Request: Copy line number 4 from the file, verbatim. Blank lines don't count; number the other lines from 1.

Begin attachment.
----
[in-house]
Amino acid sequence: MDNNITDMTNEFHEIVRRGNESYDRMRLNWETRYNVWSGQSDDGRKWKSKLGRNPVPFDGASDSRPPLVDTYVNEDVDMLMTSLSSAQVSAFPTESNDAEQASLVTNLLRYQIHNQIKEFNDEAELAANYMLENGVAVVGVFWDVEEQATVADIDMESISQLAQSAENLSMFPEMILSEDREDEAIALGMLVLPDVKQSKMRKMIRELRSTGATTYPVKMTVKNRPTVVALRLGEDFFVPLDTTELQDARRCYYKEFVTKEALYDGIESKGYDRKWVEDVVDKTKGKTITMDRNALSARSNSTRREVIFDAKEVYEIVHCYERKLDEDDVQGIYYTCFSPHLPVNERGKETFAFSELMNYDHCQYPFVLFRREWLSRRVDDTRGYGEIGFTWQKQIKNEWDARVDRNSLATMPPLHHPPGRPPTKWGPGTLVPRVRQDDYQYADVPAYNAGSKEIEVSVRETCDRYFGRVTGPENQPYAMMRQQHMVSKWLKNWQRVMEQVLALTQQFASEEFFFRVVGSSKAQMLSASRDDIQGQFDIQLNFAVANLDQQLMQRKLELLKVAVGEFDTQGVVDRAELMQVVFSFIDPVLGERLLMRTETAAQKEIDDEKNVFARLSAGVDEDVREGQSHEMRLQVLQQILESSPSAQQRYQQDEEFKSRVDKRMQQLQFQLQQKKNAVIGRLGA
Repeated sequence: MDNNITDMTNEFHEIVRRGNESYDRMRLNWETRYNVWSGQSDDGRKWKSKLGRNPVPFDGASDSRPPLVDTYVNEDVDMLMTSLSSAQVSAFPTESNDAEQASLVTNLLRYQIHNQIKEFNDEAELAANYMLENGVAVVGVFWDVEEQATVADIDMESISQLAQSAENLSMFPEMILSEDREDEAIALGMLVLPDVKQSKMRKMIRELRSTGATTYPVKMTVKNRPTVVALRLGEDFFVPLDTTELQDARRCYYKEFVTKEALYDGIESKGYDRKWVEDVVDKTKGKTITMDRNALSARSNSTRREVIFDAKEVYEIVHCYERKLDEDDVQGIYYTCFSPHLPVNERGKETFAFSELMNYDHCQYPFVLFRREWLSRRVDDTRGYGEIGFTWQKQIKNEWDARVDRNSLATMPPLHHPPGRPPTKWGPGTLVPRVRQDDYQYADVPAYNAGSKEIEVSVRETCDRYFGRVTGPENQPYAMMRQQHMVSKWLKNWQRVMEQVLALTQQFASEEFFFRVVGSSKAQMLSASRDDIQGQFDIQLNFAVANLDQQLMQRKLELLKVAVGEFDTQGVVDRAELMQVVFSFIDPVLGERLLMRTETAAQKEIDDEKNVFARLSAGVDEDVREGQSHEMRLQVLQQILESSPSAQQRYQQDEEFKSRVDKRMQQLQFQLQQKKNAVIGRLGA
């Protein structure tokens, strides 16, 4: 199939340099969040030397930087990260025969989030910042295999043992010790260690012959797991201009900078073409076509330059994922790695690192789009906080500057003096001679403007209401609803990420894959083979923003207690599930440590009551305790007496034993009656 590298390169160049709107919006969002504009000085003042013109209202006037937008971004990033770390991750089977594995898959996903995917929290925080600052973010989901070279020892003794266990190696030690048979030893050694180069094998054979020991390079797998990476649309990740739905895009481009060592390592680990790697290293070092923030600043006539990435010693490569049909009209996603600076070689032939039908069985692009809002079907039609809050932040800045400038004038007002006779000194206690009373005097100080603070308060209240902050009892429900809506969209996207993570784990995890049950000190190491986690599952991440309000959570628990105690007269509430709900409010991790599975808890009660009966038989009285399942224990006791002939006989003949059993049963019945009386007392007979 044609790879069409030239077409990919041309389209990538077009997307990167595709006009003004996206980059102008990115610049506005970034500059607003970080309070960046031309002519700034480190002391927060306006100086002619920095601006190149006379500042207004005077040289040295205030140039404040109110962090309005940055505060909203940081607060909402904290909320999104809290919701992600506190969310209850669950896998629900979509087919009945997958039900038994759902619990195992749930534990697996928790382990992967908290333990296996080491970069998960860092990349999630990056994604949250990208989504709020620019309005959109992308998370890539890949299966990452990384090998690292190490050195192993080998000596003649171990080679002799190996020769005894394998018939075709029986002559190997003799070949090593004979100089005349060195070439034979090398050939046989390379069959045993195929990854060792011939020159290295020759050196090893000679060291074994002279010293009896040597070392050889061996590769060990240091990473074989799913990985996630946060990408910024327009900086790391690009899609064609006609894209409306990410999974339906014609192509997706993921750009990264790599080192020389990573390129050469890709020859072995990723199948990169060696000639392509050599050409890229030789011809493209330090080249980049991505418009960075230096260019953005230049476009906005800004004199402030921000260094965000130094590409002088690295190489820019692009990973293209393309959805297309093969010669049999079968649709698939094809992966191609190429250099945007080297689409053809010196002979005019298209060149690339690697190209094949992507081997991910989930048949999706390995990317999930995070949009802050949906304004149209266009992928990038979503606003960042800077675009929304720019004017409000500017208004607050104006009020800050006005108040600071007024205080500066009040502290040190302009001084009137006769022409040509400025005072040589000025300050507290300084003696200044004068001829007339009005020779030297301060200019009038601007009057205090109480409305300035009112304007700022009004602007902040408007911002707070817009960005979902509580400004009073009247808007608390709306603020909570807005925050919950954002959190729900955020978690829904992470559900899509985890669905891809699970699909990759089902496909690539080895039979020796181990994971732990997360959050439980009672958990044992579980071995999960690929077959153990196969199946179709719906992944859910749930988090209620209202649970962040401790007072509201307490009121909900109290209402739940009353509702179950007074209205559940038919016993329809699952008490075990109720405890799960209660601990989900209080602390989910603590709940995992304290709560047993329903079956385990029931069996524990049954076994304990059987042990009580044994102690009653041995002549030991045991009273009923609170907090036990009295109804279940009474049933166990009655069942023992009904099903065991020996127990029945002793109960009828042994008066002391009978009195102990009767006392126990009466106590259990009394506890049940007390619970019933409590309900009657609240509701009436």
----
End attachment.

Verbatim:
């Protein structure tokens, strides 16, 4: 199939340099969040030397930087990260025969989030910042295999043992010790260690012959797991201009900078073409076509330059994922790695690192789009906080500057003096001679403007209401609803990420894959083979923003207690599930440590009551305790007496034993009656 590298390169160049709107919006969002504009000085003042013109209202006037937008971004990033770390991750089977594995898959996903995917929290925080600052973010989901070279020892003794266990190696030690048979030893050694180069094998054979020991390079797998990476649309990740739905895009481009060592390592680990790697290293070092923030600043006539990435010693490569049909009209996603600076070689032939039908069985692009809002079907039609809050932040800045400038004038007002006779000194206690009373005097100080603070308060209240902050009892429900809506969209996207993570784990995890049950000190190491986690599952991440309000959570628990105690007269509430709900409010991790599975808890009660009966038989009285399942224990006791002939006989003949059993049963019945009386007392007979 044609790879069409030239077409990919041309389209990538077009997307990167595709006009003004996206980059102008990115610049506005970034500059607003970080309070960046031309002519700034480190002391927060306006100086002619920095601006190149006379500042207004005077040289040295205030140039404040109110962090309005940055505060909203940081607060909402904290909320999104809290919701992600506190969310209850669950896998629900979509087919009945997958039900038994759902619990195992749930534990697996928790382990992967908290333990296996080491970069998960860092990349999630990056994604949250990208989504709020620019309005959109992308998370890539890949299966990452990384090998690292190490050195192993080998000596003649171990080679002799190996020769005894394998018939075709029986002559190997003799070949090593004979100089005349060195070439034979090398050939046989390379069959045993195929990854060792011939020159290295020759050196090893000679060291074994002279010293009896040597070392050889061996590769060990240091990473074989799913990985996630946060990408910024327009900086790391690009899609064609006609894209409306990410999974339906014609192509997706993921750009990264790599080192020389990573390129050469890709020859072995990723199948990169060696000639392509050599050409890229030789011809493209330090080249980049991505418009960075230096260019953005230049476009906005800004004199402030921000260094965000130094590409002088690295190489820019692009990973293209393309959805297309093969010669049999079968649709698939094809992966191609190429250099945007080297689409053809010196002979005019298209060149690339690697190209094949992507081997991910989930048949999706390995990317999930995070949009802050949906304004149209266009992928990038979503606003960042800077675009929304720019004017409000500017208004607050104006009020800050006005108040600071007024205080500066009040502290040190302009001084009137006769022409040509400025005072040589000025300050507290300084003696200044004068001829007339009005020779030297301060200019009038601007009057205090109480409305300035009112304007700022009004602007902040408007911002707070817009960005979902509580400004009073009247808007608390709306603020909570807005925050919950954002959190729900955020978690829904992470559900899509985890669905891809699970699909990759089902496909690539080895039979020796181990994971732990997360959050439980009672958990044992579980071995999960690929077959153990196969199946179709719906992944859910749930988090209620209202649970962040401790007072509201307490009121909900109290209402739940009353509702179950007074209205559940038919016993329809699952008490075990109720405890799960209660601990989900209080602390989910603590709940995992304290709560047993329903079956385990029931069996524990049954076994304990059987042990009580044994102690009653041995002549030991045991009273009923609170907090036990009295109804279940009474049933166990009655069942023992009904099903065991020996127990029945002793109960009828042994008066002391009978009195102990009767006392126990009466106590259990009394506890049940007390619970019933409590309900009657609240509701009436």